The study, which will be undertaken by RPS Consulting Engineers, will examine samples of materials collected separately for recycling to assess typical levels of contamination in five key materials – paper, card, glass, plastics and metals.

The research forms a key part of Scottish Government proposals to maximise high quality recycling through its Zero Waste Plan.

New waste regulations, which were passed by the Scottish Parliament in May 2012, require key recyclable materials to be collected separately from one another, except where it can be demonstrated that a mixed or ‘commingled’ collection can achieve similar levels of quality.

By creating a benchmark for quality levels typically obtained through separate collections, the research will inform how the Scottish Environmental Protection Agency (SEPA) enforces the new regulations.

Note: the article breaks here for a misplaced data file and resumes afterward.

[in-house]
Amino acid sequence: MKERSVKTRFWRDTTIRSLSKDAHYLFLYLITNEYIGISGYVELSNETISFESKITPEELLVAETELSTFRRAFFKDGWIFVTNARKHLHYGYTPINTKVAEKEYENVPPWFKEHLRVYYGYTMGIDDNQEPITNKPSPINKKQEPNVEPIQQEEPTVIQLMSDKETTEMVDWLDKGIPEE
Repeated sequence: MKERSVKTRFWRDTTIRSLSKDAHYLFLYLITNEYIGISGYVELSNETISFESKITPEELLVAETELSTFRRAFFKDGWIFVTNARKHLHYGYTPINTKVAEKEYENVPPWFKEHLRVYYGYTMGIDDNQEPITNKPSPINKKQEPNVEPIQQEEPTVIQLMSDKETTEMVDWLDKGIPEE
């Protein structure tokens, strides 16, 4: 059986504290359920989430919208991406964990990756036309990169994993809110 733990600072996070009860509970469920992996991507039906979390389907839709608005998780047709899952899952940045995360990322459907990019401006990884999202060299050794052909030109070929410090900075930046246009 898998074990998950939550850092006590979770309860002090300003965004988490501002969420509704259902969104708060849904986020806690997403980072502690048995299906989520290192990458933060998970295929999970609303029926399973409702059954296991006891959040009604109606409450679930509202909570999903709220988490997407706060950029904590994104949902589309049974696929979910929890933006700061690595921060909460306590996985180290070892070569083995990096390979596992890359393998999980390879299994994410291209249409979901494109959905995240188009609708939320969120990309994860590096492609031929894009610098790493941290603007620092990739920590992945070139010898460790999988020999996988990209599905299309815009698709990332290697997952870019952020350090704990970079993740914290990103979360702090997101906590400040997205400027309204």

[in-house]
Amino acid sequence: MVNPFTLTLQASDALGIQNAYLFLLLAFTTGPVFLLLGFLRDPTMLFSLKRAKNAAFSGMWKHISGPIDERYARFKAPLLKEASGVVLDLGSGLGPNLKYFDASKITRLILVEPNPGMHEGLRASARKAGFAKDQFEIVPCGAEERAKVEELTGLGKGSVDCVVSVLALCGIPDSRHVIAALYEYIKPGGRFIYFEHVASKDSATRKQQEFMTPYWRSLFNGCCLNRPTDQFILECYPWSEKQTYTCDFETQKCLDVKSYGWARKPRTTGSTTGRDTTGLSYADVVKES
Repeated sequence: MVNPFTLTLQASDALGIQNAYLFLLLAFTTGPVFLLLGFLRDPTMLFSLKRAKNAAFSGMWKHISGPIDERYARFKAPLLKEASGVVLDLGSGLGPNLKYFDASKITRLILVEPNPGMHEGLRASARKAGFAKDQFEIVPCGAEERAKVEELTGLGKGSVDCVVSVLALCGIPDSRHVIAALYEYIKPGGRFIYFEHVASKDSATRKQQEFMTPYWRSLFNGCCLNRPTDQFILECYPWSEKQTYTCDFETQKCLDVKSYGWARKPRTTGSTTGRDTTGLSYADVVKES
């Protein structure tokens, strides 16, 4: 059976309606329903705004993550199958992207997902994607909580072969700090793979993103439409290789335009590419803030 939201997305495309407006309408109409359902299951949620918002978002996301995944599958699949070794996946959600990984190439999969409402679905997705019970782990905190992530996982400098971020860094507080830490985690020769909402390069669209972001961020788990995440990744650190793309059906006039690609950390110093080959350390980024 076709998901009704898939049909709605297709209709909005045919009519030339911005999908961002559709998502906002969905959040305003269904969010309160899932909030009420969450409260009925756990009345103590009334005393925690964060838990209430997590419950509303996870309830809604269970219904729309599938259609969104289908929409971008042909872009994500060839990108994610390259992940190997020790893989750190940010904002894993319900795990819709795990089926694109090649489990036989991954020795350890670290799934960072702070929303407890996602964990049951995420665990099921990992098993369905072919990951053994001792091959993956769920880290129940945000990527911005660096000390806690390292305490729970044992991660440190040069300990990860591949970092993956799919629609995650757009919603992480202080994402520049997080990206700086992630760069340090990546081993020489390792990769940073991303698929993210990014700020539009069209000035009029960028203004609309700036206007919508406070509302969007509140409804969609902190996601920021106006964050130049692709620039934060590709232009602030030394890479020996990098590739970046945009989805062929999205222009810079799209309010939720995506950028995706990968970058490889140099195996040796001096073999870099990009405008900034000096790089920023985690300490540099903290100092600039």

According to Zero Waste Scotland director Iain Gulland, the work will give operators of commingled collections a clear indication of the standards they might be expected to meet to comply with the regulations.

“Maximising quality is essential if we are to realise the economic and environmental benefits of recycling and develop a more circular economy,” he said.

In total, the research will analyse both household and commercial and industrial waste from 162 sites across the UK, including local authorities, bulking stations, transfer stations, and reprocessors.

Maxine Perella

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